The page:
The CoronaVirus (COVID-19) is now the world’s biggest scare since the outbreak in China. As a result, there have been significant issues in the U.S. November elections in January and February. It is evident how the coronavirus impacts the U.S. elections economically, socially, and healthwise consequences in the future.
The coronavirus takes precedence in everything today. Let us delve into the possible impacts of COVID19 on the U.S. elections. The U.S. faces a public health crisis likely to cause ripple consequences in the political arena and campaigns geared to presidential elections on November 3, 2020.
1. Leadership is in Crisis
Voters are keen to see how the U.S. president will handle a crisis that is not their own making, and Trump’s administration has done well. Competency is now a necessity for the administration more than ever as it could make or break Trump’s presidency.
“This is a massive government mobilization that needs a real government to handle,” said the New York governor Andrew Cuomo, on CNN. It is unclear what the virus situation will be like in November. It may be possible to contain the virus, but its long term consequences economically and socially may leave permanent scars.
2. Without rallies, fundraisers, campaigns are Crippled
CoronaVirus will not spread if all public gatherings and social meetings are forbidden. The prohibition of these activities is a direct blow to attacks which saw Sanders and Biden have cancel rallies.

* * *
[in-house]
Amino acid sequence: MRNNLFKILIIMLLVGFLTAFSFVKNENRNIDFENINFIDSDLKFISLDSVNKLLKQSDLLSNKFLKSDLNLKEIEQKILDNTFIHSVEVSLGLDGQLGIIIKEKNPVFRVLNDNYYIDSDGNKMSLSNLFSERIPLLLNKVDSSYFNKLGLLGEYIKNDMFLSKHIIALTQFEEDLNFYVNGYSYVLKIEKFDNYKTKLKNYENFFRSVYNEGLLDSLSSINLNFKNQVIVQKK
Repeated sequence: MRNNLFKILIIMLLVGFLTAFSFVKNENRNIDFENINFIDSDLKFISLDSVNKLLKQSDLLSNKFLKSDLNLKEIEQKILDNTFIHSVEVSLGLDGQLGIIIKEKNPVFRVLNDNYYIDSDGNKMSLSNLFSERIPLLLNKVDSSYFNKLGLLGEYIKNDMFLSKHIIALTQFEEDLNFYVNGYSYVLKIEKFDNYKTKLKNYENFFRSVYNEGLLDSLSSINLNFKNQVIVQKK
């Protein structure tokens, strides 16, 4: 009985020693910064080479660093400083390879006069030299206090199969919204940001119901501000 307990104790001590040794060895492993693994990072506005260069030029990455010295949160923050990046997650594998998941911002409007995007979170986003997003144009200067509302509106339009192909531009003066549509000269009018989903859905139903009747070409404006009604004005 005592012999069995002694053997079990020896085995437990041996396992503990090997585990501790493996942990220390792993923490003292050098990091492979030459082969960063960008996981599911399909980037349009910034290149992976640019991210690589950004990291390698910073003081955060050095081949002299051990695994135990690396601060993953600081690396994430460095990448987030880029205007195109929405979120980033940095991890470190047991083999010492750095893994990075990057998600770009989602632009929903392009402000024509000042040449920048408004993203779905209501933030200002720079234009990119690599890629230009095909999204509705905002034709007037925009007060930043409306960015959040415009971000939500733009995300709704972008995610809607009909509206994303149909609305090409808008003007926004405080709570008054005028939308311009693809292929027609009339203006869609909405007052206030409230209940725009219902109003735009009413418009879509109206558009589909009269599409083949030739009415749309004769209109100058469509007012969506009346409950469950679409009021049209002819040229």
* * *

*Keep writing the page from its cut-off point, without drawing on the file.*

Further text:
Campaigns are fueled by handshakes and speeches that excite supporters, hence giving campaign momentum. Rahm Emanuel, the former Chicago mayor and the chief of staff to Barack Obama, if a candidate cannot feed off crowds, then it is an excellent test for the president.
3. How will People vote Safely?
Schools closed, all NBA games suspended campaigns and even football links. All social activities are not happening. So how will the voting happen? Can election clerks turn up to work in this crisis? Perhaps there could be other ways to vote like in Washington state where people voted in the primaries via email.
4. Election and Economic troubles
The CoronaVirus is costly to contain and maintain. The financial constraints will hit the U.S. economy hard since no one is working. A strong economy is the basis of Trump’s reelection. Everyone is at risk with COVID19, but mostly, there is a concern with the candidates as most are over seventy, which is a delicate age bracket for the virus.
So far, Louisiana and Georgia postponed their presidential primaries. Is it possible for the same to happen on November 3? Well, it is unlikely according to the New York times because the U.S. election was set by federal law since 1845, and only Congress can bring flexibility in the election date. For any comments, please write them below.